World Bank report highlights pension-fund challenges

World Bank report highlights pension-fund challenges

World Bank report highlights pension-fund challenges

Having a huge amount of assets doesn’t make you impervious to external threats. A case in point: Canadian pension funds are looking at various economic and industry trends that could hinder their ability to satisfy their stakeholders’ needs, according to a new report from the World Bank.

The first concern involved lower expected returns and interest rates, which have led to a variety of responses. “Many Canadian plans have shifted assets substantially into less liquid, and in some cases riskier, asset classes such as infrastructure, real estate, and private equity,” the report said. A few have reportedly lowered discount rates to reflect downward-revised assumptions, while others such as CDPQ and OPTrust are increasingly looking at emerging markets.

The second challenge came from the aging baby-boomer generation. As proportions of contributing members decrease across plans, different tactics are being used to mitigate funding risks. These include raising contribution rates, reducing early retirement provisions, making indexation contingent, and merging with plans that have more favourable demographics.

Another concern was the growing gap between public-sector and private-sector workers as more private firms shift from defined-benefit to defined-contribution plans. To address this, Canadian policymakers and regulators have been working to create plans for uncovered workers, enhance existing plans’ benefits, and taking steps to preserve defined-benefit plans in the private sector, to name a few.

The high growth of some pension funds also reportedly present challenges. “Although greater scale can unlock access to some kinds of deals and investment strategies, other strategies are not scalable,” the report said. “Moving into new asset classes, sectors, and geographies in search for these investments can add layers of complexity for pension organizations with in-house, direct-investment models that may require changes in governance, processes, and capability.”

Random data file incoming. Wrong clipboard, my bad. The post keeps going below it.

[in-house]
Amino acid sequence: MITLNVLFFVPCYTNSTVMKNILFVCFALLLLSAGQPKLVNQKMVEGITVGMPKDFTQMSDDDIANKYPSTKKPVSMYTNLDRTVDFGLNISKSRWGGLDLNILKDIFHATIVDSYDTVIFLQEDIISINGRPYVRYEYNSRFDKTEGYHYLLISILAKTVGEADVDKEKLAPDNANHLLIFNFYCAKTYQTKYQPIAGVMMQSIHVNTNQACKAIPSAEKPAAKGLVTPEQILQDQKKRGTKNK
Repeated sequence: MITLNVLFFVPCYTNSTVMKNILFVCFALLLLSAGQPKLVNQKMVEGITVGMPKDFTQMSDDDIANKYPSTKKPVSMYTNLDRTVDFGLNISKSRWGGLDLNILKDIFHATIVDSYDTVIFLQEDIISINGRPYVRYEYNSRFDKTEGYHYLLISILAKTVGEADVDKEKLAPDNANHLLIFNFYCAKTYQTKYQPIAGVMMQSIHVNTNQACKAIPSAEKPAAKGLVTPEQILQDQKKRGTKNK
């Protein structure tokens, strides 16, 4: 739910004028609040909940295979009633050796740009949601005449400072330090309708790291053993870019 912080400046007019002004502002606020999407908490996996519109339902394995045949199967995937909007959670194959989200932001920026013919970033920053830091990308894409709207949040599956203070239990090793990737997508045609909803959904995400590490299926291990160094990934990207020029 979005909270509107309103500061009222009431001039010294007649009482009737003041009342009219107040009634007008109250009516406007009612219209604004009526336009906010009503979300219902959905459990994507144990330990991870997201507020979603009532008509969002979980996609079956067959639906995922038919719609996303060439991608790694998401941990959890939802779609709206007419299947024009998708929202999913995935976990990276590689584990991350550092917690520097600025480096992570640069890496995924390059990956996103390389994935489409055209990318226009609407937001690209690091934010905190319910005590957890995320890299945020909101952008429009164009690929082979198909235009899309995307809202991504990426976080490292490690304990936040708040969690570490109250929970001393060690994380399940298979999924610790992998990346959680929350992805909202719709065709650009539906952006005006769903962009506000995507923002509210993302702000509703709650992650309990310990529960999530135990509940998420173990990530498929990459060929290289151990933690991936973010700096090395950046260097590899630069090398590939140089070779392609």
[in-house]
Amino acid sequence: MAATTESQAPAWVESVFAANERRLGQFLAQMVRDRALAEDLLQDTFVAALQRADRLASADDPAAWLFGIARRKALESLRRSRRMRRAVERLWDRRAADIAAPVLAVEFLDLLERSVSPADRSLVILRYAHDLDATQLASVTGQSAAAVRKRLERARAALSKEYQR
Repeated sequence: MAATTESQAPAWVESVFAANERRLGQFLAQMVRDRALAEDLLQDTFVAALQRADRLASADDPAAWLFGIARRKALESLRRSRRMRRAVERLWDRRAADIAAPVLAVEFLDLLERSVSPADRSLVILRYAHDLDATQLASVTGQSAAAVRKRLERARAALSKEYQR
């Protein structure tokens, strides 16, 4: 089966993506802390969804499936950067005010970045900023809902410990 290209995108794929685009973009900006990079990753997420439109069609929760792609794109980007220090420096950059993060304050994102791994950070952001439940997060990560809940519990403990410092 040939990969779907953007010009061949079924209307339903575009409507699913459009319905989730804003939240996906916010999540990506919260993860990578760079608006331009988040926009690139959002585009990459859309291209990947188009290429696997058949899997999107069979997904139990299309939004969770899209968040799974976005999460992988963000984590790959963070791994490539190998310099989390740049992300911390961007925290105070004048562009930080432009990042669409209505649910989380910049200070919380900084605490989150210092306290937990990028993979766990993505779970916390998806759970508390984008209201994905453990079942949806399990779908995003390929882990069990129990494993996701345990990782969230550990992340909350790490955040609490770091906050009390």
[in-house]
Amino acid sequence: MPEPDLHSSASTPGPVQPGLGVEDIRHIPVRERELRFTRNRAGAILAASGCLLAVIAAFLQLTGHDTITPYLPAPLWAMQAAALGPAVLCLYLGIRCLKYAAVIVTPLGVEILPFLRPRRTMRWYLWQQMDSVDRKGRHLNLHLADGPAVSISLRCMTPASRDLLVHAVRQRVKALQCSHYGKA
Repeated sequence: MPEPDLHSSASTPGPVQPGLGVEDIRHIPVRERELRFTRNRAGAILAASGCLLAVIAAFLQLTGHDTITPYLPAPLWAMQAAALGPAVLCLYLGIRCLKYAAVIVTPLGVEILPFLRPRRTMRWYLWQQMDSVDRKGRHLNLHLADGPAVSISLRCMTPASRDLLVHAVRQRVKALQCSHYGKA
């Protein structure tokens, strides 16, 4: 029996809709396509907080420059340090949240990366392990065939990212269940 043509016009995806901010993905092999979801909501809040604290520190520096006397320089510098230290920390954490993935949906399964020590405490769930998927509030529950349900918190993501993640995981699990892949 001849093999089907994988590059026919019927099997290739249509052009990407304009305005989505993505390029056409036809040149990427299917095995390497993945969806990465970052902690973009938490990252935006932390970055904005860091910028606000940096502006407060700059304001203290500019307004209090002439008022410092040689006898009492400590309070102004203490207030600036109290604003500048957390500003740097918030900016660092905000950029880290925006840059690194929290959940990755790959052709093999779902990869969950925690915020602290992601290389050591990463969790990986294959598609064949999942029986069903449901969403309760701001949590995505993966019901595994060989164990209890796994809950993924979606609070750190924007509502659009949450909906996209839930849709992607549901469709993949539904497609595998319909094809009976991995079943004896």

The prospect of stakeholders demanding to be shown value for money was another issue. Canadian pension funds are able to deliver cost-effective active management because of their scale, in-house teams, and patient capital. However, the rise of passive investment, increasing expectations of transparency from major institutions, fiscal challenges faced by provincial and federal governments, and the growing prominence and success of Canadian pension institutions will likely drive tighter value-for-money scrutiny.

Regulation was another consideration. To deal with the fragmented regulation governing Canadian pension funds, there’s been a push from different sides to harmonize rules, update regulators, and create a new regulator. At a broader market level, lingering concerns from the global financial crisis has prompted the creation of new regulatory bodies, the drafting of new rules, and efforts to scrutinize pension funds in terms of financial stability and macroprudential regulation.

Finally, Canadian pension funds said they were preparing for the next major market downturn mainly by constructing and testing portfolios to make them more resilient. They are also reportedly using communication to manage expectations and avoid knee-jerk reactions from key stakeholders.

 


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